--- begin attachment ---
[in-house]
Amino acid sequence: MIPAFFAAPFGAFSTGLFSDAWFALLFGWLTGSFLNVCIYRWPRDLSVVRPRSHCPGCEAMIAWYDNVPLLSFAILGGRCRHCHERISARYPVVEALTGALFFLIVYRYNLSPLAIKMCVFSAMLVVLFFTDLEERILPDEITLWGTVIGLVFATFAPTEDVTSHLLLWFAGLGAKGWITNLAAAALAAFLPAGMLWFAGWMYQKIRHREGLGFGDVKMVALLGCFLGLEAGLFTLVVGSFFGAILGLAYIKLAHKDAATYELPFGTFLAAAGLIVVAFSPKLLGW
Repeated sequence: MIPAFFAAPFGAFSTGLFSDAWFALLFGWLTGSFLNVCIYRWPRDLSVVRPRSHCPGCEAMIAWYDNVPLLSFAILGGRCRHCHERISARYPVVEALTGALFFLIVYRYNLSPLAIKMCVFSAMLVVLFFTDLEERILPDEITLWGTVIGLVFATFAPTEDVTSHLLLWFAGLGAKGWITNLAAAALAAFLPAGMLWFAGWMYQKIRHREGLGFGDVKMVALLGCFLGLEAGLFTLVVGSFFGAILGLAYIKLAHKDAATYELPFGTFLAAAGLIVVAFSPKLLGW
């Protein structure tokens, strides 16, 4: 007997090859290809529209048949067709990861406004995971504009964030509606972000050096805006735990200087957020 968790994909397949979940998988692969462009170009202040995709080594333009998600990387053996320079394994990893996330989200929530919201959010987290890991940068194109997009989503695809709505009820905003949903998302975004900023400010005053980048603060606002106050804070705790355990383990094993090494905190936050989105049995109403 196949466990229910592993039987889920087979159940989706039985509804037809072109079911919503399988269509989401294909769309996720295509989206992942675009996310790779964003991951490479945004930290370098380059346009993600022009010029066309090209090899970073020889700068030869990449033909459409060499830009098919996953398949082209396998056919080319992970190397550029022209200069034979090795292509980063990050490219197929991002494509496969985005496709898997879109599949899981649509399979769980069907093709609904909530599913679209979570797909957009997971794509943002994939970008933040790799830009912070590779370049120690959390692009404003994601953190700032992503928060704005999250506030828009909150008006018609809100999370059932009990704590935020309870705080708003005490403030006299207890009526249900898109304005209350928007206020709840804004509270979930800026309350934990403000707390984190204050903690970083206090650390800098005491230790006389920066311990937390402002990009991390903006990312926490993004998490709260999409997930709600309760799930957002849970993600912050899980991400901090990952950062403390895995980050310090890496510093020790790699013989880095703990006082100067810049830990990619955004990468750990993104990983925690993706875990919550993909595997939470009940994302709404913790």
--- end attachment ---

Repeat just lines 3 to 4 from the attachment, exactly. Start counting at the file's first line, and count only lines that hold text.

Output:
Repeated sequence: MIPAFFAAPFGAFSTGLFSDAWFALLFGWLTGSFLNVCIYRWPRDLSVVRPRSHCPGCEAMIAWYDNVPLLSFAILGGRCRHCHERISARYPVVEALTGALFFLIVYRYNLSPLAIKMCVFSAMLVVLFFTDLEERILPDEITLWGTVIGLVFATFAPTEDVTSHLLLWFAGLGAKGWITNLAAAALAAFLPAGMLWFAGWMYQKIRHREGLGFGDVKMVALLGCFLGLEAGLFTLVVGSFFGAILGLAYIKLAHKDAATYELPFGTFLAAAGLIVVAFSPKLLGW
């Protein structure tokens, strides 16, 4: 007997090859290809529209048949067709990861406004995971504009964030509606972000050096805006735990200087957020 968790994909397949979940998988692969462009170009202040995709080594333009998600990387053996320079394994990893996330989200929530919201959010987290890991940068194109997009989503695809709505009820905003949903998302975004900023400010005053980048603060606002106050804070705790355990383990094993090494905190936050989105049995109403 196949466990229910592993039987889920087979159940989706039985509804037809072109079911919503399988269509989401294909769309996720295509989206992942675009996310790779964003991951490479945004930290370098380059346009993600022009010029066309090209090899970073020889700068030869990449033909459409060499830009098919996953398949082209396998056919080319992970190397550029022209200069034979090795292509980063990050490219197929991002494509496969985005496709898997879109599949899981649509399979769980069907093709609904909530599913679209979570797909957009997971794509943002994939970008933040790799830009912070590779370049120690959390692009404003994601953190700032992503928060704005999250506030828009909150008006018609809100999370059932009990704590935020309870705080708003005490403030006299207890009526249900898109304005209350928007206020709840804004509270979930800026309350934990403000707390984190204050903690970083206090650390800098005491230790006389920066311990937390402002990009991390903006990312926490993004998490709260999409997930709600309760799930957002849970993600912050899980991400901090990952950062403390895995980050310090890496510093020790790699013989880095703990006082100067810049830990990619955004990468750990993104990983925690993706875990919550993909595997939470009940994302709404913790």